[0089] FIG. 3 illustrates specimen 200 under applied torque that leads to a deformation (by torsion) with length change. For simplicity, FIG. 3 takes the example of specimen 200-0 with the round cross-section, but the length change is applicable for any other cross-sections as well (f. FIG. 2). For simplicity, specimen 200 is illustrated with testing length Z1-Z2 only.

[0090] Imaginary line 250 at the surface of specimen 200 between two points (black dots, at both ends) symbolizes the deformation. Line 250 can correspond to the edge of a rectangle, hexagon etc. or to the edge of bars that are shaped otherwise.
  • Line 250-0 symbolizes torsion angle φ = 0° (i.e. no torsion)
  • Line 250-90 symbolizes torsion angle φ = 90°, and line 250-90 is longer than line 250-0. By applying torque, the specimen gets longer.
  • Line 250-180 symbolizes torsion angle φ = 180°, and line 250-180 is longer than line 250-90. Line 250-180 is illustrated partly dashed.
  • The same principle applies for line 250-270 at torsion angle φ = 270°.


[0091] While the figure is not up-to-scale, the person of skill in the art can apply geometrical calculations to estimate the length change. Strain ("epsilon" or "ε") can be then calculated as displacement (i.e., length of line 250) over the initial specimen length L (i.e. between Z1 and Z2). It is noted that the displacement rises with the angle linearly.

[0092] It is further noted that in the simplified example of a round cross-section, the distance from the specimen surface to length axis Z is the radius.

Testing with multiple specimen



[0093] To increase the accuracy of testing result 102 (cf. FIGS. 1A, 1B and 1C), testing machine 100 can apply the test for multiple specimens. Testing machine 100 can perform the test with one specimen at a time. Therefore, testing machine 100 performs multiple-specimen testing sequentially. It is noted that testing machine 100 can be adapted for testing multiple specimen in parallel.

[0094] Testing with multiple specimens is performed with specimen that have as much as possible characteristics in common. There is an assumption that equal fabrication conditions are beneficial for such common characteristics. Performing the test with multiple specimen can be advantageous, for a number of reasons, such as:
  • The test results are substantially equal for all specimens, within pre-defined tolerance bands. A deviation from the tolerances can trigger a repetition of the test.
  • As the materials can have inserts (i.e., inclusions, or other non-detected components) that influence the material characteristics, a particular specimen can break "earlier" in comparison to the other specimens. The likelihood to detect such undesired irregularities rises with the number of specimen.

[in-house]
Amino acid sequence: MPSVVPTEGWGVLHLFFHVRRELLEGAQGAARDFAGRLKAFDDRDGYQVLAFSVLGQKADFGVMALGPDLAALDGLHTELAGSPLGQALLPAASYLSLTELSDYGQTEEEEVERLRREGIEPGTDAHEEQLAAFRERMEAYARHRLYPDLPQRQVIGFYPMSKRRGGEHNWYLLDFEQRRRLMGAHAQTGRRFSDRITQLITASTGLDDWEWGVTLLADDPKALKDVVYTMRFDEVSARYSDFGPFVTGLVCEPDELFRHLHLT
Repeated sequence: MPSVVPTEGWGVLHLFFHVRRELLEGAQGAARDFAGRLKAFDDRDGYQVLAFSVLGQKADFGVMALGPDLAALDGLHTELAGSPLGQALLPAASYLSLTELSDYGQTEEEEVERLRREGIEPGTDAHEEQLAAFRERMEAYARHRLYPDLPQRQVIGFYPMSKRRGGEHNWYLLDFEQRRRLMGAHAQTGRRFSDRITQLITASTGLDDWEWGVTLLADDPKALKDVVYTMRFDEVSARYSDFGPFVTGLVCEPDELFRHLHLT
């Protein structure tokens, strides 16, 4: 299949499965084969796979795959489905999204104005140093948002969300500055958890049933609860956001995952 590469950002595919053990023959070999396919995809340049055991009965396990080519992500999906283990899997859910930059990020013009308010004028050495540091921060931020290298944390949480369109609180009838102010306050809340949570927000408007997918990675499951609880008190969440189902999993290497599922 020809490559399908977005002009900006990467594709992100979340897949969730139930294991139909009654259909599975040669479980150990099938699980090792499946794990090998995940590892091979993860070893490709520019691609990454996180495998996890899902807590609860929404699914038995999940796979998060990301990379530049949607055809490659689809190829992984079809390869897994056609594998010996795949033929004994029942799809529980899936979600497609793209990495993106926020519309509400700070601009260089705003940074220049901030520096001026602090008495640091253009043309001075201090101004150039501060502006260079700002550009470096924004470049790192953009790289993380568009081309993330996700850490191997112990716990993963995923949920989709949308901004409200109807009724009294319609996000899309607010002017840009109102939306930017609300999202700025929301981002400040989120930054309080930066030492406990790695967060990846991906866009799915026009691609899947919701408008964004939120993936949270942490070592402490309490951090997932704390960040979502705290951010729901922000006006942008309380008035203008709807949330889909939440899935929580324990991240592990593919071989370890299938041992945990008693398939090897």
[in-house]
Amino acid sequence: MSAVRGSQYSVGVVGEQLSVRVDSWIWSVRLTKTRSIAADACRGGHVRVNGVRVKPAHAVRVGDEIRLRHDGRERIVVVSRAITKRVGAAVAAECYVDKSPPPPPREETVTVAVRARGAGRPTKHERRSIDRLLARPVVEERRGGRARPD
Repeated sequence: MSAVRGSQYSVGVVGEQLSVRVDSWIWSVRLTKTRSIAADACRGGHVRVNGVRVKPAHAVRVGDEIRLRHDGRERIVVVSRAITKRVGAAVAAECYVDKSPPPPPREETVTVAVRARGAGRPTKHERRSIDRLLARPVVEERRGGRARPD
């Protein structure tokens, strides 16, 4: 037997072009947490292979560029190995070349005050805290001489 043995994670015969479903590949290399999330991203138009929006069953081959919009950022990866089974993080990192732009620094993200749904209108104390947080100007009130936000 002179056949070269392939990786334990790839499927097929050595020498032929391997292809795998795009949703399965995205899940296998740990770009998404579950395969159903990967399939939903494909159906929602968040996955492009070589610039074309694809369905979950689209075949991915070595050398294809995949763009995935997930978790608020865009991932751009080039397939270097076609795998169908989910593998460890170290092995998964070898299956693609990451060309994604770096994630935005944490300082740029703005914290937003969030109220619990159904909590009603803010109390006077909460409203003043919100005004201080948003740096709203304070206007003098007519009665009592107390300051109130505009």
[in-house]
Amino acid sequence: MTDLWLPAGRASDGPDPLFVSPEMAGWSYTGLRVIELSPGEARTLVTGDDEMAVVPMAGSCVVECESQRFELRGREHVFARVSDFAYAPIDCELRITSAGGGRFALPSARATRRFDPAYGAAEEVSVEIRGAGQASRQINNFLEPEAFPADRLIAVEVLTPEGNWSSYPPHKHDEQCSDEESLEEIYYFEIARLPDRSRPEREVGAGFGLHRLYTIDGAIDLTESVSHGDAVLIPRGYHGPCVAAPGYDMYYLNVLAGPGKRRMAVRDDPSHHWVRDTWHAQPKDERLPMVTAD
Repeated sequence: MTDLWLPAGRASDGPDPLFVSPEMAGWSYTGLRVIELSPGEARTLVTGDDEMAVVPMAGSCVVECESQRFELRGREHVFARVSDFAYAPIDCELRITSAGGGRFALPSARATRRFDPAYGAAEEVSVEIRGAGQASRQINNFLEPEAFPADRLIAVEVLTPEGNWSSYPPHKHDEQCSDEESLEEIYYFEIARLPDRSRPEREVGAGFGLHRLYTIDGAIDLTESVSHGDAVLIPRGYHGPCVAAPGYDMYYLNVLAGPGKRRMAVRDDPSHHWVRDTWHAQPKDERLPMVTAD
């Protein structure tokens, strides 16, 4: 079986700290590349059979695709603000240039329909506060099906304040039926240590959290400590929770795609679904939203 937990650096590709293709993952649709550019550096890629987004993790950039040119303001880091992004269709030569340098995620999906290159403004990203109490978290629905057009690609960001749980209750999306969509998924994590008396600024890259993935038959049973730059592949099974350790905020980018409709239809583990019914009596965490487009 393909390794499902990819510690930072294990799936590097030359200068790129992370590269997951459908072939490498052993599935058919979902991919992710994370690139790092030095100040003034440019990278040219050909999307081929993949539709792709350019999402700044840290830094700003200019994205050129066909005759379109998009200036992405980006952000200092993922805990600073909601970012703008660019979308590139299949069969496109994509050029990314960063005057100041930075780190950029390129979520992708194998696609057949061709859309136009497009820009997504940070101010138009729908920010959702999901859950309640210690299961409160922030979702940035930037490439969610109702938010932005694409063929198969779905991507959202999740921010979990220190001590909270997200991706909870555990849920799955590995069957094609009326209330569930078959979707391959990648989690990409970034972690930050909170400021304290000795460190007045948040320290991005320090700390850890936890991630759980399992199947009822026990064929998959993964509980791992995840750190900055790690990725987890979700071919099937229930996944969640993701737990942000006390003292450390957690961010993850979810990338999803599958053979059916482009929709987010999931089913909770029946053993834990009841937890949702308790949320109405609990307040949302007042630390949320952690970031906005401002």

[0095] The number of Q = 3 specimen is a compromise between testing efforts and accuracy, but the person of skill in the art can apply other numbers. Convenient numbers are from Q = 3 to Q = 5. For the above-introduced set of characteristics {Rm, A5, R0.2%}, Q = 3 is an advantageous number.

[0096] The person of skill in the art understands that the specimen can be obtained from the above-mentioned production equipment as a sample. In case of a rolling mill (cf. FIG. 1C), elongated pieces are available. The pieces just would have to be cut to a length that fit into the testing machine. In the following, the description explains a particular way to obtain multiple specimens from a foundry (i.e., production equipment 600, of FIG. 1B) in a single fabrication step.

Arrangements with multiple specimens, from a single casting step



[0097] FIGS. 4A and 4B illustrate the specimen implemented as specimen arrangement 205 with specimens 200-A, 200-B and 200-C on common carrier 210 (or "connector"). In other words, specimen arrangement 205 is a combination of specimens.

[0098] As illustrated, specimens 200-A, 200-B and 200-C are arranged perpendicular to common carrier 210 (T-shaped).

[0099] The inter-specimen distance is selected such that testing machine 100 can apply torque to either specimen (A, B or C) without touching the others.

[0100] Specimens 200-A, 200-B and 200-C and carrier 210 can be manufactured by a single casting step (cf. specimen mold 300 in FIGS. 5A, 5B, 5C, 5D) so that they form a monolithic item. The following description assumes that such casting is applied.

[0101] In case that specimen arrangement 205 is fabricated by casting as explained in connection with FIGS. 5A and 5B, common carrier 210 can be considered as the "runner" and part 220 can be considered as the "sprue". However, during testing, part 220 is not relevant. FIGS. 4A and 4B illustrate specimens with hexagon cross-section, cf. specimen 200-6 in FIG. 2. This is convenient, but not required.

[0102] While FIG. 4A illustrates specimen arrangement 205 in a perspective overview, FIG. 4B illustrates the details in a top view (in the figure on the left) and a side-view (on the right). For simplicity, FIG. 4B omits the "runner".

[0103] Distance D1 is a measure of the hexagon (twice the inradius). The width D2 of common carrier 210 corresponds to D1. However, exactness is not required, and the figure illustrates D2 slightly larger than D1. It is noted that D2 could be smaller than D1 as well.

[0104] D3 is the inter-specimen distance, given here as the distance between the Z-axes between specimens 200-A and 200-B as well as between specimens 200-B and 200-C. Common carrier 210 can be integral part of end 201 (i.e., ends 201-A, 201-B, 201-C, references partly omitted in the figure for simplicity).

[0105] The overall length (Z0 to Z3) can vary between the specimens. As illustrated, specimen 200-C is shorter. The reason can be related to the flow of molten material during casting.